Let’s Settle this Damn Thing
By Patrick F. Cannon
I am not an economist, nor really an expert on anything except perhaps Chicago architecture, the Thoroughbred horse and the history of everything. So, the economics of health care are beyond me. I do know, however, that we are currently in one hell of a mess and it looks to get even worse.
What we’re faced with is this: a deeply flawed health care system is about the be replaced with another deeply flawed health care system, which – if the Republicans lose control of Congress as they surely will someday – will be replaced with yet another deeply flawed system, and so on and so on and…
So-called Obamacare was cobbled together to include insurance companies as the actual providers. Most of them soon found that they couldn’t afford to stay in the program without either raising premiums to unacceptable levels or losing money, so they began opting out (a significant number of counties have only one provider, and a growing number, none). Many of the young and healthy decided it was cheaper to pay the penalty than the high premiums, so they rolled the dice and sat out, thus sticking the insurers with both an older population and those with existing conditions. (Medicaid is another expensive piece of the program.)
Although anathema to most on the right, including me until recently, I see no way out of this mess without a single payer system based on the Medicare or similar model. Now, Medicare pays about 80 percent of health care costs, including annual physicals. For seniors with no income other than Social Security, it gives them immunity from catastrophic illness costs. My wife and I also have supplemental insurance that pays the balance, as well as prescription drug coverage. Our out of pocket costs for all of this runs about $10,000 a year.
Before we retired and no longer had to pay it, our Federal payroll tax included a 1.5 percent charge for Medicare, matched by the employer. What if this tax, which everyone pays regardless of income, were doubled? Would six percent of the total income of every working American pay for universal health care? I have no idea, but isn’t it worth exploring? If it could, we could eliminate Medicare and Medicaid and have one health care system for all Americans.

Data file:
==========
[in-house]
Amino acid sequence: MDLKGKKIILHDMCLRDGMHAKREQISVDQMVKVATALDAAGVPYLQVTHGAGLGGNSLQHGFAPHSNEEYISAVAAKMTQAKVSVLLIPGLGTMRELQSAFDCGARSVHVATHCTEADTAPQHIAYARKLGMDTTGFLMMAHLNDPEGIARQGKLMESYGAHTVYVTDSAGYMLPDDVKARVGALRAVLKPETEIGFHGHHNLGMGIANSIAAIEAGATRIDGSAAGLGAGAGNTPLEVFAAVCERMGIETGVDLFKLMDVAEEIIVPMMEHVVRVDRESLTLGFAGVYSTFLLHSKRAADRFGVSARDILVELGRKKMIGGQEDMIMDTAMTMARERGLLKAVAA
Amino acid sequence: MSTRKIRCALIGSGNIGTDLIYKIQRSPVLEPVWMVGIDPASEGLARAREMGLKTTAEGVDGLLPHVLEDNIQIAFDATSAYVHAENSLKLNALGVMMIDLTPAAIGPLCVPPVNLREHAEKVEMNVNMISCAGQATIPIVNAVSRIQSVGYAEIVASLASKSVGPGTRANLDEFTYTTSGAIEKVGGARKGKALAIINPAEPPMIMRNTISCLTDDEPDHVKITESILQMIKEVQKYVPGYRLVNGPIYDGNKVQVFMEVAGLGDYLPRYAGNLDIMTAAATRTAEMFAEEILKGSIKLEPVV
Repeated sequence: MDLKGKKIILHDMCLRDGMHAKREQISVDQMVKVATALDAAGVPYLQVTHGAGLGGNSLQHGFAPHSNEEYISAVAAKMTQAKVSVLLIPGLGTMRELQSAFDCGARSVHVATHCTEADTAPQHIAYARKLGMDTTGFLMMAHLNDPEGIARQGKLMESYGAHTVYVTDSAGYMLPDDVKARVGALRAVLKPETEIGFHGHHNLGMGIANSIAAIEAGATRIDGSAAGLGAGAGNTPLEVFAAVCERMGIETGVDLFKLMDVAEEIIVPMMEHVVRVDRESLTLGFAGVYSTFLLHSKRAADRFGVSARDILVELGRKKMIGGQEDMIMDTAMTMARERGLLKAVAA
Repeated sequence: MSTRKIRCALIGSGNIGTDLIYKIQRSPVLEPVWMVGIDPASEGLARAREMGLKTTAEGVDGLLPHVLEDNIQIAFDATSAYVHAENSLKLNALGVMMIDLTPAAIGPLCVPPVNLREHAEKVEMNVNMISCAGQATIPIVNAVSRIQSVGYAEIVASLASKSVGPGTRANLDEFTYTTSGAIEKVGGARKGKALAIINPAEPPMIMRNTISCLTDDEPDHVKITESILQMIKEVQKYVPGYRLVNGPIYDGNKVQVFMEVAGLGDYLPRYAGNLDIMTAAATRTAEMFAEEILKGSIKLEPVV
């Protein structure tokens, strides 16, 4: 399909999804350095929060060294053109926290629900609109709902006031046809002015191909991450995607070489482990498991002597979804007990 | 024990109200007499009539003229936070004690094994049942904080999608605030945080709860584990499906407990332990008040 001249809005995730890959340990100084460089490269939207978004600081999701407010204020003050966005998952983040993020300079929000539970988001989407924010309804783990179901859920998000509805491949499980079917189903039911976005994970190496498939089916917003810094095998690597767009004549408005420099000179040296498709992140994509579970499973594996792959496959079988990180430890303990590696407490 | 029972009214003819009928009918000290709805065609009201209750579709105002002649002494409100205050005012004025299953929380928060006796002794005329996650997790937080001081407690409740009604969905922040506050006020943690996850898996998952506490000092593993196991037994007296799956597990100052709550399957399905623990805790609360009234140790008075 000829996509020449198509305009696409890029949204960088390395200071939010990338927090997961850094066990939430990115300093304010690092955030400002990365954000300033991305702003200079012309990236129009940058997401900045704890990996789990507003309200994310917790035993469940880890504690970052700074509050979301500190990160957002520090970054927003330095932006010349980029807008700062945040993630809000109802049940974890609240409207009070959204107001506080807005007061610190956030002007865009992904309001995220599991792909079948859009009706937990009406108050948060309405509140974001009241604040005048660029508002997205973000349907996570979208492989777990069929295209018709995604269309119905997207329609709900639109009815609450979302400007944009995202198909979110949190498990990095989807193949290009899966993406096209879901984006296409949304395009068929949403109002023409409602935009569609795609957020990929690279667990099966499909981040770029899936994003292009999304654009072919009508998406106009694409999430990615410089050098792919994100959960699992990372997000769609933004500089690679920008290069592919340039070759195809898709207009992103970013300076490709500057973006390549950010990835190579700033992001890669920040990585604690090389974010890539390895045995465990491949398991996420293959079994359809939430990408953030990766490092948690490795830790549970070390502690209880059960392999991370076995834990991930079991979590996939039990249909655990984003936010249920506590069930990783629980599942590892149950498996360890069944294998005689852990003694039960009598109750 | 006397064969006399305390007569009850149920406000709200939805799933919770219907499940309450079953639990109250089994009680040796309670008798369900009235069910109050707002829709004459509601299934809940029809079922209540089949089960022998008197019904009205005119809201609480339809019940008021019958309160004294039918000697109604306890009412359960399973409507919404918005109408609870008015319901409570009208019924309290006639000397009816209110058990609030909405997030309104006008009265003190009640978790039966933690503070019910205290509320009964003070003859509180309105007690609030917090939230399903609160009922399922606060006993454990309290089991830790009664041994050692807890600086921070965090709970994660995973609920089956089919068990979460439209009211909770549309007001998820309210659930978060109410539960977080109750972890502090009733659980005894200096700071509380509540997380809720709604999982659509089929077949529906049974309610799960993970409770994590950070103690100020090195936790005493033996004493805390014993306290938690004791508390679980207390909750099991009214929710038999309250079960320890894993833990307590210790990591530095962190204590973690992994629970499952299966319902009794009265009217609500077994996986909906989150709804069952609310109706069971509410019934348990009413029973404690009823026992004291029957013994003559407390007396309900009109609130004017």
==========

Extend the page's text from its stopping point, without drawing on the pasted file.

Many are going to immediately scream “socialized medicine!” With their undoubted talent for euphemisms, I give Congress permission to instead call it “The People’s Incredible Medical Plan” with no credit to me required. By the way, if religious and other non-profits were taken out of the equation, then they wouldn’t have to agonize over paying for birth control and other services which they oppose. Let Congress decide whether the plan pays for birth control; for abortions; and so-called “gender reassignment” and cosmetic surgery. In my view, the answers would be “yes”, “maybe” in rare cases, “no” and “only” to repair the results of accidents and congenital disfigurements.
A little personal history. My parents never had health insurance. When someone got sick, they went to see the doc and he got paid directly, likely in cash. By the time I got my first real job (1956), employer-paid health insurance was more common. As it happens, until I retired from the daily grind in 2001, every one of my employers provided health insurance through Blue Cross/Blue Shield. Toward the end, however, increasing costs led them to charge me a portion of the premium as a payroll deduction. Now, of course, I have Medicare, with a supplement through – you guessed it – Blue Cross/Blue Shield.
The United States spends about $10,000 per person per year for health care, by far the highest in the world. For this, we get what many people will call the best health care system in the world (for those who can afford it). And it’s certainly true that most of the advances in health care, including miracle drugs, have originated here. But are these benefits shared by the entire population? Our life expectancy for both sexes is currently 79.6 years; in both Canada (82.2) and the UK (81.2), people live longer.
Finally, let me throw this into the mix. The average tax burden for all developed countries is about 34 percent. The Danes and French pay nearly 50 percent, and the Mexicans, 15 percent. The Canadians and Brits pay 32 percent. Our average – and that includes Federal, state and local taxes – is 26 percent. I get the argument that every dollar that goes to taxes is a dollar that is lost to the real economy. But I also think that getting rid of all the middle men that clutter our current health care system might not result in increasing our 26 percent much beyond what our neighbors to the north pay.
As I see it, the alternative to national Medicare is a patched together system that still won’t cover everyone, and whose costs will continue to skyrocket. Maybe someone has a better answer, but I haven’t seen or heard of it. Have you?
Copyright 2017, Patrick F. Cannon